Water storage is one of the keys to helping rebuild NZ's economy in the wake of COVID-19, says Ian Proudfoot, KPMG’s Global Head of Agribusiness.
You can take a cow to water, but can you make it drink?
Unlike horses, the answer is yes, if the experiences of the van Ras family in Waikato are anything to go by.
Waiorongomai Valley Farms lies near State Highway 27, just north of the Tatua Dairy Company. The property of 76ha (66ha effective), carries 215 milkers and 52 followers. It’s mostly grass with 8ha of forage maize.
A few years ago, the family was dealing with poorly children, so tested the water, discovering problems with E-coli and high nitrate, copper and manganese levels. They first addressed the E-coli issue with a UV filter system, while continuing to use a sand-based primary filtration system.
Looking for even better water quality, they trialled an Acqua system offered by Davey water treatment.
Self-contained in a cabinet, the unit only needs a level base, water inlet and outlet connections and an electrical connection.
The process starts by testing the original supply from the bore to design a system that deals with the problem areas.
Claudia Knarston, dairy sales territory manager for the Acqua, says this aspect is important to farmers.
“Unlike off the shelf solutions, we tailor the system to suit individual problems, monitor via ongoing testing and tweak to deal with any changes.”
At the van Ras property, the cabinet houses the treatment system. The water is chlorinated from the bore, passes through a contact vessel, followed by a multi-media filter and a large vessel that contains replaceable media to remove iron and manganese.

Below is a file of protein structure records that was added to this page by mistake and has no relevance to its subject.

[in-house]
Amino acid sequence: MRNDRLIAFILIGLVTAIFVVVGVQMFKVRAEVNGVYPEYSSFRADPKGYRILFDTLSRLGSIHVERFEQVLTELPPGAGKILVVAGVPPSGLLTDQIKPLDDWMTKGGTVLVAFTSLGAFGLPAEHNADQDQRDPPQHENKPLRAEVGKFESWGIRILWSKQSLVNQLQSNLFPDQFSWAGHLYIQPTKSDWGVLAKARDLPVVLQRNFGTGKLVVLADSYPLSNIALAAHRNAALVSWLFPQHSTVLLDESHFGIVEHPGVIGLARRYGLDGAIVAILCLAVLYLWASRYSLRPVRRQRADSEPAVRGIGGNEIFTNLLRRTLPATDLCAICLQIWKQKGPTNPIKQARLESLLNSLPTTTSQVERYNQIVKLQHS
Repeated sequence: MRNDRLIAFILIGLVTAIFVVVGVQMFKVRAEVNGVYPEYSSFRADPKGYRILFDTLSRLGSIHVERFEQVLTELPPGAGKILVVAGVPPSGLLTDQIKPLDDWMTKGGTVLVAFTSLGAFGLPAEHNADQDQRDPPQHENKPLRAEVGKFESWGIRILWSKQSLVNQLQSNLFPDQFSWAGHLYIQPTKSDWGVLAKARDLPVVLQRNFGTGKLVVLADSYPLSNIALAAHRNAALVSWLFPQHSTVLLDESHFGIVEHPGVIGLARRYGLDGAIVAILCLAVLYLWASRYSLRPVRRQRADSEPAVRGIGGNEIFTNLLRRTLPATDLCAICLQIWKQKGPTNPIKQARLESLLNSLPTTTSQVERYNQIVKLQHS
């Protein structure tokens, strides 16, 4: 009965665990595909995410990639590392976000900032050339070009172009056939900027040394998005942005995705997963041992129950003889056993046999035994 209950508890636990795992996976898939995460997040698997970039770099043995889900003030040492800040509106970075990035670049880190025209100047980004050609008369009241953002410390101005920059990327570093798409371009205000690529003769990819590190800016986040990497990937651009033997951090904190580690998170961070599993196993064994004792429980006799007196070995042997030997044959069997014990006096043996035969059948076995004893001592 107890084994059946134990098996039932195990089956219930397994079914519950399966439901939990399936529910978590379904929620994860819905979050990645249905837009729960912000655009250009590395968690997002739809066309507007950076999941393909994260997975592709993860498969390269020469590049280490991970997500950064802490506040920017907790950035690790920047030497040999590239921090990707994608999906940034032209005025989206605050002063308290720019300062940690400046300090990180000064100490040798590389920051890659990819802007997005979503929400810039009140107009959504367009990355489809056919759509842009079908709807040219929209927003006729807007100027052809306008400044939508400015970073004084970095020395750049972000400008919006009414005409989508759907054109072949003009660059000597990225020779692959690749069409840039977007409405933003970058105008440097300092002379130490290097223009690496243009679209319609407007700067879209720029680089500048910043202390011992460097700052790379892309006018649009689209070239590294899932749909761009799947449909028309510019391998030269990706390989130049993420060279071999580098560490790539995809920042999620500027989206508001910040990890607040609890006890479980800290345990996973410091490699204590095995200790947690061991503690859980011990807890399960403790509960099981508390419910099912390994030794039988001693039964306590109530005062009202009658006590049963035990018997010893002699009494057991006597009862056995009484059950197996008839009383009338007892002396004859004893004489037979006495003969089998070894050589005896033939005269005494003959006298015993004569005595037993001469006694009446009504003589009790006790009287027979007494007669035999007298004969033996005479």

Richard van Ras says this gives them “town water quality without the smell of chlorine.”
Also, nitrates are removed from the water by an ion-exchange system that filters it through a bed of nitrate specific resin. This causes nitrate ions to be replaced by harmless chloride ions in the treated water.
Once the resin capacity is exhausted, the system is regenerated using a concentrated brine solution that reverses the process by reinstating chloride ions in the media while flushing the nitrates to waste.
In practical terms, Johan van Ras sees major benefits from the treated water supply.
“Out in the paddocks there are no longer any queues for fresh water. The cows just wander up, drink, then go back to pasture.
“We have also seen a significant drop in cell counts since the system was introduced and believe the fresh water is delivering better efficacy for things like teat sprays and dairy detergents.
“In addition, our yields are up, with the only change being a ready supply of clean water, while the water in the homes is much nicer and we are not seeing any clouding of glasses from the dishwasher.”
A key part of the installation is Halo Premium monitoring of water levels, usage, chlorine and salts levels, with a text message sent to the users’ mobile phones if there are any problems.
Johan van Ras says the system, although costly, gives them peace of mind, ensuring they have clean water on the farm and in the houses.
“We typically treat about 30 cubic metres of water each day on average, with the only consumables being salt and chorine. That costs about $2000 per annum, a small price to pay for top-notch water.”